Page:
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Canadian Journal of Gastroenterology
Volume 18, Issue 12, Pages 749-750
Canadian Gastroenterology Elsewhere

Cost-Effectiveness of Intravenous Proton Pump Inhibitors in High-Risk Bleeders

Sander Veldhuyzen van Zanten

Division of Gastroenterology, Dalhousie Medical School, Queen Elizabeth II Health Sciences Centre, Halifax, Nova Scotia, Canada

Copyright © 2004 Hindawi Publishing Corporation. This is an open access article distributed under the Creative Commons Attribution License, which permits unrestricted use, distribution, and reproduction in any medium, provided the original work is properly cited.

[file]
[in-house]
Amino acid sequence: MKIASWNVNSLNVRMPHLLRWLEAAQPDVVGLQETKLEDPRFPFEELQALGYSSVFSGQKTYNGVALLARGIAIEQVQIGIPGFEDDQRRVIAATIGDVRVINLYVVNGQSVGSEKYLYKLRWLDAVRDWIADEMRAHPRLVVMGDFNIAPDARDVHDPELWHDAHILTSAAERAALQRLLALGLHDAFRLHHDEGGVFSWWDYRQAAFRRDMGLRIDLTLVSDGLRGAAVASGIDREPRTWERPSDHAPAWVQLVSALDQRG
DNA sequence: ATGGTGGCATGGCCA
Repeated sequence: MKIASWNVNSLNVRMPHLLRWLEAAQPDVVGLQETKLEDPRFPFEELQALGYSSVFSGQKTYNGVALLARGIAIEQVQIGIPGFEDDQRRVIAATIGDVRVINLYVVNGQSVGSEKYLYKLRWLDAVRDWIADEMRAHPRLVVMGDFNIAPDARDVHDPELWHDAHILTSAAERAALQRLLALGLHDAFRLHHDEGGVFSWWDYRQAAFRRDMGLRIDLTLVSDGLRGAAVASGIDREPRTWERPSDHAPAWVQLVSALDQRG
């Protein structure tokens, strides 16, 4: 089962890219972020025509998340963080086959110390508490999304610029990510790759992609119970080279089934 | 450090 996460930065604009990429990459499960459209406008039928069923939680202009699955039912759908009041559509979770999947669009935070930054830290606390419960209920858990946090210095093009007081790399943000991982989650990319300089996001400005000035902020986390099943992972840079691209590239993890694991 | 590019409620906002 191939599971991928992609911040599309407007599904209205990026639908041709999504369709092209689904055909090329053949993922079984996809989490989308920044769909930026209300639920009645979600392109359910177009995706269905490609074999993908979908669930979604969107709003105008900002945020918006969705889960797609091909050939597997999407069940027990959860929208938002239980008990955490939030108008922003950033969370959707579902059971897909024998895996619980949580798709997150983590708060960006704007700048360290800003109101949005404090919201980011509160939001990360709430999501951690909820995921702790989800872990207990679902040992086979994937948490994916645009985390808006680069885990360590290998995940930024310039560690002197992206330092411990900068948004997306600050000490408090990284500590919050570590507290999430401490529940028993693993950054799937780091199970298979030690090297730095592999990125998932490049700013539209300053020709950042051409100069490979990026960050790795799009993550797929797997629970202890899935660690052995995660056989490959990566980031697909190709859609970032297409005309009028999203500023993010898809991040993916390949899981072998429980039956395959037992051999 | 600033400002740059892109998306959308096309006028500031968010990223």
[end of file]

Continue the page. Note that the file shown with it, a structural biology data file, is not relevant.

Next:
There is unequivocal evidence that proton pump inhibitors (PPIs) are currently the most effective acid suppressive agents available. Intravenous (IV) formulations have been developed, although only IV pantoprazole is available in Canada. In patients presenting with serious upper gastrointestinal (GI) bleeding due to duodenal or gastric ulcers, it has always been believed that IV administration of acid-lowering agents would improve clinical outcomes. The reason behind this thinking is twofold. First, there is in vitro evidence that formed clots are more stable at or near neutral pH (1). Second, by administering the agent intravenously, suppression of acid production is achieved much more quickly, thereby promoting more rapid healing of the ulcer and reducing the risk of persistent or recurrent bleeding. Interestingly and surprisingly, however, the data for intravenous H2-blockers have been disappointing (2). This failure to demonstrate clinical benefit has never been fully explained.